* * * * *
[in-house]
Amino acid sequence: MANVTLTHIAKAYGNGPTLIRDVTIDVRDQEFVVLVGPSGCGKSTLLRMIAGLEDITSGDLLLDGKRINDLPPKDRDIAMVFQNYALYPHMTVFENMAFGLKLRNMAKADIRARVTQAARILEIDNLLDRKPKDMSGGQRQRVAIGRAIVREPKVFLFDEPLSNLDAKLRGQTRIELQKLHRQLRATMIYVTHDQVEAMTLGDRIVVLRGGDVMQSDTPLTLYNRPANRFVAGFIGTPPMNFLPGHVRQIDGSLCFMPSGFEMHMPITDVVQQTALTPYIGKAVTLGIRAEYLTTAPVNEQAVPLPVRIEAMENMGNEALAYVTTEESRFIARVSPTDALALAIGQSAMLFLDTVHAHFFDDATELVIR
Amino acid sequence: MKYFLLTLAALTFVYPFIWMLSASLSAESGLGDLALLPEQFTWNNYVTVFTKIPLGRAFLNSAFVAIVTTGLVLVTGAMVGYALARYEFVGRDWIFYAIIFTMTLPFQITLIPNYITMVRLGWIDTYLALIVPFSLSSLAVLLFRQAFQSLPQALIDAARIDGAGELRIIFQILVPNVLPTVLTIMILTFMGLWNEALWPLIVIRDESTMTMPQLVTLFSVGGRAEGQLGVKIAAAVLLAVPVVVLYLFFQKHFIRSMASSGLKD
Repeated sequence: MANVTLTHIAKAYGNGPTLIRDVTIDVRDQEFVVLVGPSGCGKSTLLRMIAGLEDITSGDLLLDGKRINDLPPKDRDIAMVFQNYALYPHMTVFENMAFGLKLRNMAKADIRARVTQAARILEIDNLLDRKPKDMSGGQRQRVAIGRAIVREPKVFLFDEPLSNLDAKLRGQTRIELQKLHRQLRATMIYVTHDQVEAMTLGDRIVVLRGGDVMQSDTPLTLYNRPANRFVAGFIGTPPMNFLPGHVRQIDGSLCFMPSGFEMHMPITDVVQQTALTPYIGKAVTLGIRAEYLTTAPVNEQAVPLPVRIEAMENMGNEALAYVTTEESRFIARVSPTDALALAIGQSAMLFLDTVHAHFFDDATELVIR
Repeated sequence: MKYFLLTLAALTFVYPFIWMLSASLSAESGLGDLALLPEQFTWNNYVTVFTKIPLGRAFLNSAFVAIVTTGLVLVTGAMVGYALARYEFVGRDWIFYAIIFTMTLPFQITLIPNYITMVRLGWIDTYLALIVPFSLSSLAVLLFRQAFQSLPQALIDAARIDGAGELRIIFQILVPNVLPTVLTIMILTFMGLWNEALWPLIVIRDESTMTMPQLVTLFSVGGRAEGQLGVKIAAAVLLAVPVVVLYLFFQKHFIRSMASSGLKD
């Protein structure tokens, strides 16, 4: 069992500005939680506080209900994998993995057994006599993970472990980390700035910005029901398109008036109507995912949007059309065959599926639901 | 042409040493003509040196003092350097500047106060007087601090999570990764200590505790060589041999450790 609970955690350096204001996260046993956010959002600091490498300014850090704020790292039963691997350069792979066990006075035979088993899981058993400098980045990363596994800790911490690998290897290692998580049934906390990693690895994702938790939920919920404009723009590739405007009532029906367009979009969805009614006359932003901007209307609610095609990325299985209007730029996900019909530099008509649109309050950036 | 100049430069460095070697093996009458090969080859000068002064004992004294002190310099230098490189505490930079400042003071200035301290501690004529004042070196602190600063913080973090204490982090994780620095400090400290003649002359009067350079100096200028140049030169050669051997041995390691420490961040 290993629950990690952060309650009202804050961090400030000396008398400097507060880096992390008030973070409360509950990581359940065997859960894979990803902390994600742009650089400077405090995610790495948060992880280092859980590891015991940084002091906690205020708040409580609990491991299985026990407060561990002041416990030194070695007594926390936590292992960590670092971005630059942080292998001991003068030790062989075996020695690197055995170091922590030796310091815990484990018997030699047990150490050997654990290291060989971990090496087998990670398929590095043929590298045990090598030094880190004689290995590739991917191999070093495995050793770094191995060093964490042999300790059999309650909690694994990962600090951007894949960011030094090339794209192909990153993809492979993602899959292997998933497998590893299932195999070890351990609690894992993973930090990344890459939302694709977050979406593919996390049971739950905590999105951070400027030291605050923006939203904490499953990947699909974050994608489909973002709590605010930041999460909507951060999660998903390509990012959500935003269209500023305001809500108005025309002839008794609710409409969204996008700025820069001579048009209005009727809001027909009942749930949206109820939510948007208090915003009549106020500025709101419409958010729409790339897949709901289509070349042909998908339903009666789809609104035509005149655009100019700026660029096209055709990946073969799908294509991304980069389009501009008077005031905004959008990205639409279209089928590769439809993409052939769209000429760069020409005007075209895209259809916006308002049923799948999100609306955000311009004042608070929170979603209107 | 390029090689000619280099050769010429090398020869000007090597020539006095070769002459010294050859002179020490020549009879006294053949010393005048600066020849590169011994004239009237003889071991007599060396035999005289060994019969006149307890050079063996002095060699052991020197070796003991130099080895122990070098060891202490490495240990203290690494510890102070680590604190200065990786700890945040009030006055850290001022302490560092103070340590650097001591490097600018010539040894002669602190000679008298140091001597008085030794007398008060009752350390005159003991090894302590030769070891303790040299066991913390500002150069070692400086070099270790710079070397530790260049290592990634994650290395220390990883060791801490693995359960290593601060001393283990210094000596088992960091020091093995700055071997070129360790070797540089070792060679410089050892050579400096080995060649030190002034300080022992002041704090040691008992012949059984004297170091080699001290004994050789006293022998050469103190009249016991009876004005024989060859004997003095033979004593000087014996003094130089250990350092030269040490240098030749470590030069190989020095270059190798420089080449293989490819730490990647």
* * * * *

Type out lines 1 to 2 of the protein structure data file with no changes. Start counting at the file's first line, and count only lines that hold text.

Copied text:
[in-house]
Amino acid sequence: MANVTLTHIAKAYGNGPTLIRDVTIDVRDQEFVVLVGPSGCGKSTLLRMIAGLEDITSGDLLLDGKRINDLPPKDRDIAMVFQNYALYPHMTVFENMAFGLKLRNMAKADIRARVTQAARILEIDNLLDRKPKDMSGGQRQRVAIGRAIVREPKVFLFDEPLSNLDAKLRGQTRIELQKLHRQLRATMIYVTHDQVEAMTLGDRIVVLRGGDVMQSDTPLTLYNRPANRFVAGFIGTPPMNFLPGHVRQIDGSLCFMPSGFEMHMPITDVVQQTALTPYIGKAVTLGIRAEYLTTAPVNEQAVPLPVRIEAMENMGNEALAYVTTEESRFIARVSPTDALALAIGQSAMLFLDTVHAHFFDDATELVIR